This feature allows you to have several alternative naming schemes for taxa, e.g. one set of names that includes your specimen codes, another set that uses formal taxonomic names (for publication), another set whose names are condensed for exporting to programs that can handle only short names, and so on. By switching among naming schemes, you can change how your trees appear, what tree files you can read in, and so forth. (Prior to version 2 this feature used to be called Archived Names and permit just one alternative list of names; it now permits multiple lists and has a different interface.) Here's a video about this feature:

You can see and manage alternative naming schemes for taxa in the List of Taxa window. First, in the List of Taxa window choose Columns>Alternative Names. A column will appear showing alternative names (if any). To create a list of alternative names, you can type the names directly in the Alternative Names column. Or, if you want to base the alternative names on existing names, you can touch on the column heading; a drop down menu will appear. Select Replace Alternatives by Taxon Names in order to put the current taxon names into the list of Alternatives.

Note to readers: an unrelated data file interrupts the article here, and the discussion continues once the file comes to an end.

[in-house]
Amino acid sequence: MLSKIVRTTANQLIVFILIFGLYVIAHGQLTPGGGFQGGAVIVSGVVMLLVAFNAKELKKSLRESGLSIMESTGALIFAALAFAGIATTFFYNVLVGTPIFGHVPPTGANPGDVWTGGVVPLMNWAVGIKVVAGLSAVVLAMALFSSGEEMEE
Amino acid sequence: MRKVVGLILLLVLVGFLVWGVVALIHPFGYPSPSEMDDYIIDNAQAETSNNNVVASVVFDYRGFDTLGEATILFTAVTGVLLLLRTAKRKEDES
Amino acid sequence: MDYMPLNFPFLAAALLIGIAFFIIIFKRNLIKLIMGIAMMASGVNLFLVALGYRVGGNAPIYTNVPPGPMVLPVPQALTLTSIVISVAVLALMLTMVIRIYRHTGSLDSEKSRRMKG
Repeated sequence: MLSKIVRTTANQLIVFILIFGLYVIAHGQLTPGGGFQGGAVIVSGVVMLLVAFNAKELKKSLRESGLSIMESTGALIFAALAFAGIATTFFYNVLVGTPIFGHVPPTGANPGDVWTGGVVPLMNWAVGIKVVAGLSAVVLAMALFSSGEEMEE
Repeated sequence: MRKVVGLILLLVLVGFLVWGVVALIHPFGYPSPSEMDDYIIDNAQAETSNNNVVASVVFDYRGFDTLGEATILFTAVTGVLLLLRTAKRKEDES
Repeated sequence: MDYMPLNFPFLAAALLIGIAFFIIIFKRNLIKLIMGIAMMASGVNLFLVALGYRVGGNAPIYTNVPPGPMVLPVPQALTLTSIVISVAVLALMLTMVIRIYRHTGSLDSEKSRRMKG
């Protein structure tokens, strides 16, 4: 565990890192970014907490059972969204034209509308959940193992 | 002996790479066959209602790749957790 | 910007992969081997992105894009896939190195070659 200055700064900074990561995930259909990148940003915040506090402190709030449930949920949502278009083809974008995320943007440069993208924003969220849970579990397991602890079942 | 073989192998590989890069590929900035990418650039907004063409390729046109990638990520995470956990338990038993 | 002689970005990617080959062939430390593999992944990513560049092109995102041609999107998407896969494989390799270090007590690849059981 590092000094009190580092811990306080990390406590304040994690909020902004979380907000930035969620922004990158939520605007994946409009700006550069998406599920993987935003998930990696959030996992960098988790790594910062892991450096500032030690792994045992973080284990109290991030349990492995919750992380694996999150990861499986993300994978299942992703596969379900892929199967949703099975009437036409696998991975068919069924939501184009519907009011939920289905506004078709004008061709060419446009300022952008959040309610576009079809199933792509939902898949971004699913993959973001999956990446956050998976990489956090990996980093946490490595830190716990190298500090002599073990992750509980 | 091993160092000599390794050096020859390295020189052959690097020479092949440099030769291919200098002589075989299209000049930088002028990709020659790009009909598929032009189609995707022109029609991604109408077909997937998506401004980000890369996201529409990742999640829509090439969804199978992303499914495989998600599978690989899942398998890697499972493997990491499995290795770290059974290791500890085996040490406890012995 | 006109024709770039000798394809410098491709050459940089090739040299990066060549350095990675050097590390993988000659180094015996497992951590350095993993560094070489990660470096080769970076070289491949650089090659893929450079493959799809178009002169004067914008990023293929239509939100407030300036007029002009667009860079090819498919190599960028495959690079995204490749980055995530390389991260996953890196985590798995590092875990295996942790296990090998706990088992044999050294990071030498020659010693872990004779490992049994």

Once you have a list of Alternative Names, you can save it as a stored alternative naming scheme by choosing Store Alternatives... from the column heading menu. Mesquite can store multiple alternative naming schemes in the file that you can later load, replace, or delete using items from the column heading drop down menu.